…At least as compared to the panopoly of often ineffective pharmaceutical drug cocktails whipped up by doctors who traditionally haven’t known what else to try except to mix and match existing drug company products.
Now that Maryland’s medicinal cannabis program is finally up and running after years of delays, patients with uncommon, hard to treat forms of illnesses like Dravet’s syndrome and Miller-Dieker syndrome are finding some relief…
“Traditional seizure medications are notoriously rough on young bodies.
Leah Schust, a cannabis advocate in Frederick, MD, said that her son, Ben, almost died from a regimen of ACTH hormones prescribed to help control his seizures. The 7-year-old’s liver also swelled after months of taking Depakote, another anti-seizure medication that carries the risk of full liver failure.
Raina, too, had difficulties on traditional medications. Behind the physical side effects from drugs such as Dilantin — which Carey blames for Raina losing the ability to swallow — the toddler was put on phenobarbital, a barbiturate with the risk of cognitive effects.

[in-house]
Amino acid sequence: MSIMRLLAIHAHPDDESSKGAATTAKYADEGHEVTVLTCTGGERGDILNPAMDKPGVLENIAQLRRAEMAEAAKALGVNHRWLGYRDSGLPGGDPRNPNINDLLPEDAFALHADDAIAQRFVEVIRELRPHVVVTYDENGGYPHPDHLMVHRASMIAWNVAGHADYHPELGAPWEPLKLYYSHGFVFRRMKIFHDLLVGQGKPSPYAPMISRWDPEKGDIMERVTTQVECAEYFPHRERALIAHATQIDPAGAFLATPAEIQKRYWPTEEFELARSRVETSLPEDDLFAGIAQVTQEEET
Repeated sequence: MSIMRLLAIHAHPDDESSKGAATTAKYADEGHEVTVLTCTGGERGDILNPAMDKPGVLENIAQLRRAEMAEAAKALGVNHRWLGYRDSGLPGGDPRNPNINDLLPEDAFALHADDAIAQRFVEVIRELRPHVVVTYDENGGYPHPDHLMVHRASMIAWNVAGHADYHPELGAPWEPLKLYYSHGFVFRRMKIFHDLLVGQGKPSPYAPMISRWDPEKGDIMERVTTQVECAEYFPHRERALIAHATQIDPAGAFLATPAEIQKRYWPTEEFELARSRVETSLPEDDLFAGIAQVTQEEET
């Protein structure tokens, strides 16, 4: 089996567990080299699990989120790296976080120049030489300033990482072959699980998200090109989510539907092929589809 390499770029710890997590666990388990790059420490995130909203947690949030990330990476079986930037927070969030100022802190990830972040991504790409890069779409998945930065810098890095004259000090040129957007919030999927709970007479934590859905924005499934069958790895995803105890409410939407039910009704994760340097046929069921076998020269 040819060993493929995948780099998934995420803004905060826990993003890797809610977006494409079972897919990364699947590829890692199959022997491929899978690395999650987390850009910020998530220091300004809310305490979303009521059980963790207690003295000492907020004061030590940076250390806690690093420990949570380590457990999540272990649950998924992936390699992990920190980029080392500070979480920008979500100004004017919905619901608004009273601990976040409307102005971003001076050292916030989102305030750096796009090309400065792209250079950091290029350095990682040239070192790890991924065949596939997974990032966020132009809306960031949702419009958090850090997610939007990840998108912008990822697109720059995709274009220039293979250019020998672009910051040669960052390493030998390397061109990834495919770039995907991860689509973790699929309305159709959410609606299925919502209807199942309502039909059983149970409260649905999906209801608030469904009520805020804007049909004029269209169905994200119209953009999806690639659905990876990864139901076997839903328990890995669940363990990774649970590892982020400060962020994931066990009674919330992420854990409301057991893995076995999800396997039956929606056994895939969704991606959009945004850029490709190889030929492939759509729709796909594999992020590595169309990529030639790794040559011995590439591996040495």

More than anything else, the drug made her flat, Carey said. Raina wasn’t curious, or inquisitive, or interested in the world around her. She wasn’t a normal, happy baby.
‘I hate to say she was a boring baby, but it is what it is,’ Carey said. ‘She was boring.’
Ben, Schust said, experienced many of the same effects on his medication. And while cannabis also reduced his seizures, the biggest impact was on his cognitive improvement.
‘Ben suddenly seemed more alive,’ she said. ‘His eyes brightened. He was able to engage and be present in this world. It brought him back to us. He hadn’t smiled in years, and now he’s smiling again. It was the first time I could tell he was happy’.”
#MMJ #Epilepsy #RareIllnesses #UTpol #UtahNext #TRUCE
See full article – For some local mothers, medical cannabis is key to their children’s survival